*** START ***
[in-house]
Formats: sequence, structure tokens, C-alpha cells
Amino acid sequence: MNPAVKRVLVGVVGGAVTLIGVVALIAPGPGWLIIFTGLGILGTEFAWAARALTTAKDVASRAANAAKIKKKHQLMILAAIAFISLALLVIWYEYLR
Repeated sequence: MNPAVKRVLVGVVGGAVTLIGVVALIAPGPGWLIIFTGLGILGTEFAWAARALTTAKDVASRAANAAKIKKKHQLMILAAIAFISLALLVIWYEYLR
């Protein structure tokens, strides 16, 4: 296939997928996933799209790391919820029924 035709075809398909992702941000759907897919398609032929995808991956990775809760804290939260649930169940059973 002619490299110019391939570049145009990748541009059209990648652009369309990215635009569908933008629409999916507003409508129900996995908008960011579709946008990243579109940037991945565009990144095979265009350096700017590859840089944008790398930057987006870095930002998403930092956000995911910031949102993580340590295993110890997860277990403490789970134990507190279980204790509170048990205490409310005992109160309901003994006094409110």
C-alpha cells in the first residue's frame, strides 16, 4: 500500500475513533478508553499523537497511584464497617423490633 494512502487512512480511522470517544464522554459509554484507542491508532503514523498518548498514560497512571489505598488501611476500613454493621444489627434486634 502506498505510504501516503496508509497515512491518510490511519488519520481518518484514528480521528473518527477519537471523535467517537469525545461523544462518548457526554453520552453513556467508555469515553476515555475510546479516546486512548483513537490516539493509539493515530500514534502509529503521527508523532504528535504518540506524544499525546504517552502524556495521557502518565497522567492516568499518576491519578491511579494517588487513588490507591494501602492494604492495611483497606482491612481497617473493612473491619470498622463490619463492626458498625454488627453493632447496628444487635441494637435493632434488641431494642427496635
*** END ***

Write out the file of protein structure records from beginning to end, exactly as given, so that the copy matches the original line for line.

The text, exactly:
[in-house]
Formats: sequence, structure tokens, C-alpha cells
Amino acid sequence: MNPAVKRVLVGVVGGAVTLIGVVALIAPGPGWLIIFTGLGILGTEFAWAARALTTAKDVASRAANAAKIKKKHQLMILAAIAFISLALLVIWYEYLR
Repeated sequence: MNPAVKRVLVGVVGGAVTLIGVVALIAPGPGWLIIFTGLGILGTEFAWAARALTTAKDVASRAANAAKIKKKHQLMILAAIAFISLALLVIWYEYLR
């Protein structure tokens, strides 16, 4: 296939997928996933799209790391919820029924 035709075809398909992702941000759907897919398609032929995808991956990775809760804290939260649930169940059973 002619490299110019391939570049145009990748541009059209990648652009369309990215635009569908933008629409999916507003409508129900996995908008960011579709946008990243579109940037991945565009990144095979265009350096700017590859840089944008790398930057987006870095930002998403930092956000995911910031949102993580340590295993110890997860277990403490789970134990507190279980204790509170048990205490409310005992109160309901003994006094409110």
C-alpha cells in the first residue's frame, strides 16, 4: 500500500475513533478508553499523537497511584464497617423490633 494512502487512512480511522470517544464522554459509554484507542491508532503514523498518548498514560497512571489505598488501611476500613454493621444489627434486634 502506498505510504501516503496508509497515512491518510490511519488519520481518518484514528480521528473518527477519537471523535467517537469525545461523544462518548457526554453520552453513556467508555469515553476515555475510546479516546486512548483513537490516539493509539493515530500514534502509529503521527508523532504528535504518540506524544499525546504517552502524556495521557502518565497522567492516568499518576491519578491511579494517588487513588490507591494501602492494604492495611483497606482491612481497617473493612473491619470498622463490619463492626458498625454488627453493632447496628444487635441494637435493632434488641431494642427496635